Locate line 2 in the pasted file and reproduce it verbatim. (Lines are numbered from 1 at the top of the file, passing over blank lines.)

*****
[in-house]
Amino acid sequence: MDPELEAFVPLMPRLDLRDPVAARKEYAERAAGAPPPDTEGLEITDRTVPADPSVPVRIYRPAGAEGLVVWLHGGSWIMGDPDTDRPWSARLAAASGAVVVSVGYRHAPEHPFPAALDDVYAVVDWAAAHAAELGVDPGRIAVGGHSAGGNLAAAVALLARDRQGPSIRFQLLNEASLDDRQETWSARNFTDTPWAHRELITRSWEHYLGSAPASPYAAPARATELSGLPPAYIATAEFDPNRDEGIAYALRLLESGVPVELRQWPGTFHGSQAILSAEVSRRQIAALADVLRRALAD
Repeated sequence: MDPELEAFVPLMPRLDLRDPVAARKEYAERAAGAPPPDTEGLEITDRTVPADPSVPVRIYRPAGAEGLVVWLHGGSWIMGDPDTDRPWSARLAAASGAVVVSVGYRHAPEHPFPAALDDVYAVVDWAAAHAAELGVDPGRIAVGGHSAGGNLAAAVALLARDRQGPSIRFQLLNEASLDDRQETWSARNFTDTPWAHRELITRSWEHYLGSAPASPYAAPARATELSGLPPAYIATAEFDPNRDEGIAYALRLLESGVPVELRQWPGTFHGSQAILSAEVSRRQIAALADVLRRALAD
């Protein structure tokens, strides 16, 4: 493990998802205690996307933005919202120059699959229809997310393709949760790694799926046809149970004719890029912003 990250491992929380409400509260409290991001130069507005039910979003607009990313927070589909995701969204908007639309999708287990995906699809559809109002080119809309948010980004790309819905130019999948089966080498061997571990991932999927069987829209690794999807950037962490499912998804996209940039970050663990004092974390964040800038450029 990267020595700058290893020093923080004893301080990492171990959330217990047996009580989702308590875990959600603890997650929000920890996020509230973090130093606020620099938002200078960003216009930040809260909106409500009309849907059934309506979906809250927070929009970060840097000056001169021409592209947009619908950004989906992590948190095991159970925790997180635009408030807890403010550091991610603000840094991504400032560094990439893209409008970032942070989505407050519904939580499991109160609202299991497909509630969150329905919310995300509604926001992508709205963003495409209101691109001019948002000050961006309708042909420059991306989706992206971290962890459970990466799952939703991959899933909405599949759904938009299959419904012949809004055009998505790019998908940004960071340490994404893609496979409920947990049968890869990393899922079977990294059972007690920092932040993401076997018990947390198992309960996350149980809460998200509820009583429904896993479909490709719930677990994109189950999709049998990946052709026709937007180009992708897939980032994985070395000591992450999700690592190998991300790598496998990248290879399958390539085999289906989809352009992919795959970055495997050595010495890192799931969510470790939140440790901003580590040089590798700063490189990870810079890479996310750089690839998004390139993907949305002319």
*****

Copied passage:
Amino acid sequence: MDPELEAFVPLMPRLDLRDPVAARKEYAERAAGAPPPDTEGLEITDRTVPADPSVPVRIYRPAGAEGLVVWLHGGSWIMGDPDTDRPWSARLAAASGAVVVSVGYRHAPEHPFPAALDDVYAVVDWAAAHAAELGVDPGRIAVGGHSAGGNLAAAVALLARDRQGPSIRFQLLNEASLDDRQETWSARNFTDTPWAHRELITRSWEHYLGSAPASPYAAPARATELSGLPPAYIATAEFDPNRDEGIAYALRLLESGVPVELRQWPGTFHGSQAILSAEVSRRQIAALADVLRRALAD